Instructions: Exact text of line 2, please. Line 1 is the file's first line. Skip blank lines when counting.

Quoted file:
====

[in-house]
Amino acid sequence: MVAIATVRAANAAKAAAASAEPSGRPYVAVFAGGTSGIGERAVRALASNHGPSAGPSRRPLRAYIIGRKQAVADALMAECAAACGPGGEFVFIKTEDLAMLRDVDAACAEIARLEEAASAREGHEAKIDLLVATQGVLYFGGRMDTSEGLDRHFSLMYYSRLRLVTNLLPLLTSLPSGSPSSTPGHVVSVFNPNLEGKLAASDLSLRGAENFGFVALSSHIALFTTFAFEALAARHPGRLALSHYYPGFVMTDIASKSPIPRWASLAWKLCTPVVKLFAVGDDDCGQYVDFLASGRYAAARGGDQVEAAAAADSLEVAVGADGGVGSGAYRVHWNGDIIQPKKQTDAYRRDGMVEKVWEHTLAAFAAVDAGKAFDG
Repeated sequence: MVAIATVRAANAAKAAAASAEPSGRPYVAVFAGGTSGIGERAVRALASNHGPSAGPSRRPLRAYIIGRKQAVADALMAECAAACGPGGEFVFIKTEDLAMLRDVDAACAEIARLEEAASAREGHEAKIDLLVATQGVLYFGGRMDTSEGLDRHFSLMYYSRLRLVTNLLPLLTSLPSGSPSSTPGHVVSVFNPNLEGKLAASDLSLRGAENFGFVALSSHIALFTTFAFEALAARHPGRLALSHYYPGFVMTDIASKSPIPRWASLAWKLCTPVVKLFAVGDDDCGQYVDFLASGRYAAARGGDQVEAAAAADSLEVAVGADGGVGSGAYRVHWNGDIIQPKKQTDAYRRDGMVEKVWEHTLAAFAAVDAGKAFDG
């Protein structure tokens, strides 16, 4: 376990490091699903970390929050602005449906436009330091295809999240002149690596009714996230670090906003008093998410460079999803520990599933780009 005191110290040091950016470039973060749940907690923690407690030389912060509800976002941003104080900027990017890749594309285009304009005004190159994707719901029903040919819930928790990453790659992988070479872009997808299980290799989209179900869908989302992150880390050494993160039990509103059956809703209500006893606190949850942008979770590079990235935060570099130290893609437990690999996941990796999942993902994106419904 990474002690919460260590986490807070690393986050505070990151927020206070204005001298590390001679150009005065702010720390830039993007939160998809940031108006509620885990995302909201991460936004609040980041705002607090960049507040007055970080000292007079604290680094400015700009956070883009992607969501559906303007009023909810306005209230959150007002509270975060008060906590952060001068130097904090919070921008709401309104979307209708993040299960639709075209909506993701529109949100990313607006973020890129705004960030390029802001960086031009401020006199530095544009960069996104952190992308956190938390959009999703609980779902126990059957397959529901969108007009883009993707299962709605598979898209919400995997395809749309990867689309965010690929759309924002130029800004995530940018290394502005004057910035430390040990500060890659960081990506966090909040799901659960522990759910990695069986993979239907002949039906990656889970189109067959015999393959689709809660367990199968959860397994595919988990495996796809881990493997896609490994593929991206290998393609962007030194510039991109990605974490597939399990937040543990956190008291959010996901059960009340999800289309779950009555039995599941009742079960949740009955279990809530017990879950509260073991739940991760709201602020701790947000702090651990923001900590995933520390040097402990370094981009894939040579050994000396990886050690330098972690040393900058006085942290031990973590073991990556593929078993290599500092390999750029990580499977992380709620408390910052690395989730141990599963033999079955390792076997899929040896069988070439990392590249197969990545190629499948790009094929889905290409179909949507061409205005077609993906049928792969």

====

Amino acid sequence: MVAIATVRAANAAKAAAASAEPSGRPYVAVFAGGTSGIGERAVRALASNHGPSAGPSRRPLRAYIIGRKQAVADALMAECAAACGPGGEFVFIKTEDLAMLRDVDAACAEIARLEEAASAREGHEAKIDLLVATQGVLYFGGRMDTSEGLDRHFSLMYYSRLRLVTNLLPLLTSLPSGSPSSTPGHVVSVFNPNLEGKLAASDLSLRGAENFGFVALSSHIALFTTFAFEALAARHPGRLALSHYYPGFVMTDIASKSPIPRWASLAWKLCTPVVKLFAVGDDDCGQYVDFLASGRYAAARGGDQVEAAAAADSLEVAVGADGGVGSGAYRVHWNGDIIQPKKQTDAYRRDGMVEKVWEHTLAAFAAVDAGKAFDG